Tan Duc did not assume his obligation to pay on the notes and
he remained obligated on them. Tan Duc initially did make
some mortgage payments, but eventually ceased, causing a
foreclosure in October 2011.
economic damages expert, Dr. Kenneth Lehrer, calculated his
damages from the alleged fraud. According to Lehrer,
Tran's 25% interest in the house was worth approximately
$800, 000 when Lehrer prepared his report in 2013. Lehrer
calculated this figure by determining the value of Tran's
interest in the property at the time the premarital agreement
was executed in 2007 and assuming a 20% increase in value
each year. Lehrer testified that this figure would compensate
Tran for the loss of the house to foreclosure in 2011. Lehrer
testified that he did not account for any debt on the
property and that he assumed that Tran had no obligation for
any debt on the property at any point. Lehrer also did not
calculate the value of the home at the time that Tran
transferred his 25% interest in 2010.
testified that Tran's interest alternatively could be
valued by calculating 25% of the $2.62 million 2011
foreclosure sales price of the house, which was $655, 000, or
25% of HCAD's assessed value of the house at the time of
the foreclosure in 2011, which was $625, 000. Tran also
testified about the value of his interest based on the 2011
foreclosure price, calculating that his interest was worth
25% of that price, around $600, 000.
jury found that Dang did not breach the premarital agreement
or breach a fiduciary duty to Tran, but found that Dang
committed fraud against Tran. The jury awarded Tran $650, 000
for fraud damages and $50, 000 in exemplary damages. The jury
found no liability on the part of Tan Duc.
asserts five issues in her appeal. She argues that (1) the
trial court erred by admitting unreliable testimony from
Tran's damages expert, (2) there is legally insufficient
evidence to support the damages award, (3) the trial court
erred by failing to submit a measure of damages for the
fraud, (4) the jury's fraud and damages findings were
rendered immaterial by others, and (5) the award of exemplary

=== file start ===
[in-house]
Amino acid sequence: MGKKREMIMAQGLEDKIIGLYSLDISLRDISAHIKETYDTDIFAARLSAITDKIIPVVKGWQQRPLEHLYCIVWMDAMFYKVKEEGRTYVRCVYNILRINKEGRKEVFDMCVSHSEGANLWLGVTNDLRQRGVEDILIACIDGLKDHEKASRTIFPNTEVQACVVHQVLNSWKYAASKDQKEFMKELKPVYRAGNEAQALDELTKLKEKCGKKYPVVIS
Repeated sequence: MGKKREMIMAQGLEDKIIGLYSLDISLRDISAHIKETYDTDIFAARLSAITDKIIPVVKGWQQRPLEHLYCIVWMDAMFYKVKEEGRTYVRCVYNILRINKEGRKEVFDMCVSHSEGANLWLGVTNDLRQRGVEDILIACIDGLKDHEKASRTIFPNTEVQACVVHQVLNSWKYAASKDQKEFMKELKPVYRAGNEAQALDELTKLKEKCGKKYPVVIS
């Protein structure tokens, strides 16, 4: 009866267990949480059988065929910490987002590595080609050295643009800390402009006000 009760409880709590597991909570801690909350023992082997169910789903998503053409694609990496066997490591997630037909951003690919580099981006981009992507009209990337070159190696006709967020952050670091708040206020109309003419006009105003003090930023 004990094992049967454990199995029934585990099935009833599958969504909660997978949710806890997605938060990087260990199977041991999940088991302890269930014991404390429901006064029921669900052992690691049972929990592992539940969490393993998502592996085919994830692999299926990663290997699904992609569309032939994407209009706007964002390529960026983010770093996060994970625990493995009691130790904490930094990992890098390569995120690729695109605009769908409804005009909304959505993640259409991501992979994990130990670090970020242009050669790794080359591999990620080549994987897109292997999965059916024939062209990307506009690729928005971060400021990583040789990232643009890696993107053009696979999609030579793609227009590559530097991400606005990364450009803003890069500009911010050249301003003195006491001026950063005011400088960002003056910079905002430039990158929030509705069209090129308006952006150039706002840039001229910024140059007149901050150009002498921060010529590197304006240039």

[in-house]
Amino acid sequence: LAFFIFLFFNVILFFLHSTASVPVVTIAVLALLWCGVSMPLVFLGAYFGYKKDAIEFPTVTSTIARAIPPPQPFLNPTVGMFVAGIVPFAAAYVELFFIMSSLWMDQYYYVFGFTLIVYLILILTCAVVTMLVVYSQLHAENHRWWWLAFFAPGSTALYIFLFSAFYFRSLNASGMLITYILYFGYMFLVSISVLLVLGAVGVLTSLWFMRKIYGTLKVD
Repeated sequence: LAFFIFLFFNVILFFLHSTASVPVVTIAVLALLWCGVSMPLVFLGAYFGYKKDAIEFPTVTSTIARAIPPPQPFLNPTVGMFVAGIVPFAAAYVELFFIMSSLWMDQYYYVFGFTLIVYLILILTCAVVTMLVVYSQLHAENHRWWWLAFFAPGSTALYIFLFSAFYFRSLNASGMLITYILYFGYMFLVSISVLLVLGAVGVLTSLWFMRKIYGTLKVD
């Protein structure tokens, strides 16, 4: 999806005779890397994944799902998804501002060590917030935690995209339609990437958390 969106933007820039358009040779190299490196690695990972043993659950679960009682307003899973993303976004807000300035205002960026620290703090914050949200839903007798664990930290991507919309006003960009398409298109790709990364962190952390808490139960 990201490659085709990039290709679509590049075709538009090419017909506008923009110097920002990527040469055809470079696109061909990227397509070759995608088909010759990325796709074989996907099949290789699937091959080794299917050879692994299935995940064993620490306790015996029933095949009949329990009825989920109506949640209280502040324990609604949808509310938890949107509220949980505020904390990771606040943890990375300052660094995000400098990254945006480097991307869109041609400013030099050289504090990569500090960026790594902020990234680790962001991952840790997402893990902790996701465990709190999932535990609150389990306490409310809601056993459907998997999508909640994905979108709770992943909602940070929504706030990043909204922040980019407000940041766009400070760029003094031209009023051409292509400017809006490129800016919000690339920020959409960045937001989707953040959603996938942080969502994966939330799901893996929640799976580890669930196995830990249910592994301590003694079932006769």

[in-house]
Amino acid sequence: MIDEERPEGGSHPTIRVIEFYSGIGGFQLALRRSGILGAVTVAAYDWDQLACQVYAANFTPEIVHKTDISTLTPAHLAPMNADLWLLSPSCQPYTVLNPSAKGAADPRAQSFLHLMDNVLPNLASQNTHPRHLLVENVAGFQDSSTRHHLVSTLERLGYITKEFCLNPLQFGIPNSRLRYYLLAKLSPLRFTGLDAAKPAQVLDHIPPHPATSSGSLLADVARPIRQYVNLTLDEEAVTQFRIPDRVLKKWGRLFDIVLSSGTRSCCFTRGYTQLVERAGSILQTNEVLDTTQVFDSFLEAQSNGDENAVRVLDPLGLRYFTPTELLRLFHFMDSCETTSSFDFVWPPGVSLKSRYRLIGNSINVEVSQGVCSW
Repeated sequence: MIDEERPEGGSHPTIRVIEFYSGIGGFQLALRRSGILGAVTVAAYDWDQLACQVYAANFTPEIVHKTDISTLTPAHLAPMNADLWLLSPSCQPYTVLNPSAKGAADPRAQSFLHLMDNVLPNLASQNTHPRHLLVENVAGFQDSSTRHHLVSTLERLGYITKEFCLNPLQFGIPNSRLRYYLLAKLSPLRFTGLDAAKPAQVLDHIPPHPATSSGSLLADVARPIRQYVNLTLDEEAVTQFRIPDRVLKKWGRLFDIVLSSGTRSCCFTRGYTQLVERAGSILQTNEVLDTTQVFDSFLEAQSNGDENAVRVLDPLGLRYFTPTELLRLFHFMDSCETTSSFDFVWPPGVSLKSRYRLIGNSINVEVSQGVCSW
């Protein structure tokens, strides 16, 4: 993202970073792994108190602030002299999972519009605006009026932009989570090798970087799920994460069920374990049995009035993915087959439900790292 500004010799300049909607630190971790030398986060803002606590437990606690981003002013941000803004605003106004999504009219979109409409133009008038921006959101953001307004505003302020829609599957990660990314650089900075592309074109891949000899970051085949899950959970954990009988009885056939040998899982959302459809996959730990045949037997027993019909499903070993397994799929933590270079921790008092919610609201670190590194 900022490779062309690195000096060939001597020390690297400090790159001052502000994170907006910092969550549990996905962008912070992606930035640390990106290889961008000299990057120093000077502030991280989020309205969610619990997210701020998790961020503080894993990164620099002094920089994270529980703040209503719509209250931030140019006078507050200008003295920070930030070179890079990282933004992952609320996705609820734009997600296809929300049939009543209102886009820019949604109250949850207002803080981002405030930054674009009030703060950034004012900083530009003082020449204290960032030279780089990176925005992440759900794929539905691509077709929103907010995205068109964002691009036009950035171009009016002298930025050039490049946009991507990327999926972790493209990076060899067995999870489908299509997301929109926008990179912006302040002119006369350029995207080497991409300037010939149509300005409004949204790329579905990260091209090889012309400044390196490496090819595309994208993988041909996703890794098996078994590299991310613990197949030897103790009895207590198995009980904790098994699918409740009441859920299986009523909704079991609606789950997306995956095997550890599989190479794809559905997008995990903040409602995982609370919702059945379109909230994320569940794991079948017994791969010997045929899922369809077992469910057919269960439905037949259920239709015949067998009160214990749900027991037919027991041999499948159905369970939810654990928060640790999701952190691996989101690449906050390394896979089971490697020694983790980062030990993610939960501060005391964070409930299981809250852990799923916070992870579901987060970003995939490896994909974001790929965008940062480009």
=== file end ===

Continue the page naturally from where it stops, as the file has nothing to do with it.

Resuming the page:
damages should be reversed because no evidence supports the
actual damages award.
third issue, Dang contends that the trial court erred by
failing to submit a measure of damages for her alleged fraud
related to the house.
Standard of Review and Applicable Law
preserve an objection regarding charge error, the party
objecting to the charge "must point out distinctly the
objectionable matter and the grounds of the objection."
Tex.R.Civ.P. 274; Ford Motor Co. v. Ledesma, 242
S.W.3d 32, 43 (Tex. 2007). Moreover, the party's
objection must have "stated the grounds for the ruling
that the complaining party sought from the trial court with
sufficient specificity to make the trial court aware of the
complaint, unless the specific grounds were apparent from the
context." Tex.R.App.P. 33.1(a). A party must
"clearly designate the alleged error and specifically
explain the basis of its complaint in its objection to the
charge." Hamid v. Lexus, 369 S.W.3d 291, 296
(Tex. App.- Houston [1st Dist.] 2011, no pet.) (quoting
Carousel's Creamery, L.L.C. v. Marble Slab Creamery,
Inc., 134 S.W.3d 385, 404-05 (Tex. App.-Houston [1st
Dist.] 2004, pet. dism'd)).
to object timely to error in a jury charge constitutes a
waiver of that error. Tex.R.Civ.P. 272. "Any complaint
as to a question, definition, or instruction, on account of
any defect, omission, or fault in pleading, is waived unless
specifically included in the objections." Tex.R.Civ.P.
274; see Burbage v. Burbage, 447 S.W.3d 249, 255
(Tex. 2014) (party waives any objection to jury charge not
specifically raised in trial court); Hamid, 369
S.W.3d at 296 (same) (first citing Ledesma, 242
S.W.3d at 43; then citing State Dep't of Highways
& Pub. Transp. v. Payne, 838 S.W.2d 235, 241 (Tex.
1992) (op. on reh'g)).
theory at trial was that Dang fraudulently induced him to
transfer his 25% interest in the house to Tan Duc in 2010.
Question 13, the damages question, asked the jury:
What sum of money, if any, if paid now in cash, would fairly
and reasonably compensate Jimmy Tran for his damages, if any,
that resulted from the conduct of Hoang-Yen Thi Dang?
If you answered "No" to Question 7, related to
fiduciary duty, you must further find that any resultant
damages were "proximately caused" by Hoang[-]Yen
"Proximate cause" means a cause that was a
substantial factor in bringing about an event, and without
which cause such event would not have occurred. In order to
be a proximate cause, the act or omission complained of must
be such that a person using the degree of care required of
him would have foreseen that the event, or some similar
event, might ...